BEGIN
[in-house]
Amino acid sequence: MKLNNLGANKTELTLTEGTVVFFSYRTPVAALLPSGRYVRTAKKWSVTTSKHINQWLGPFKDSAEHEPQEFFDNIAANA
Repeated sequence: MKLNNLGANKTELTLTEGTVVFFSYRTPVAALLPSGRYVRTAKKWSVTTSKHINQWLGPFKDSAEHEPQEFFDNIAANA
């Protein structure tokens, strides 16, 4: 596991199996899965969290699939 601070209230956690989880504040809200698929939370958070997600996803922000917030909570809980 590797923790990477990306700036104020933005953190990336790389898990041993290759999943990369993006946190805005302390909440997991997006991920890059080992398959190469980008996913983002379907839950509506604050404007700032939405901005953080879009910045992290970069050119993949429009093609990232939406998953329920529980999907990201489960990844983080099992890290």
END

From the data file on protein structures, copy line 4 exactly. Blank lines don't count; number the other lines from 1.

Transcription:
């Protein structure tokens, strides 16, 4: 596991199996899965969290699939 601070209230956690989880504040809200698929939370958070997600996803922000917030909570809980 590797923790990477990306700036104020933005953190990336790389898990041993290759999943990369993006946190805005302390909440997991997006991920890059080992398959190469980008996913983002379907839950509506604050404007700032939405901005953080879009910045992290970069050119993949429009093609990232939406998953329920529980999907990201489960990844983080099992890290």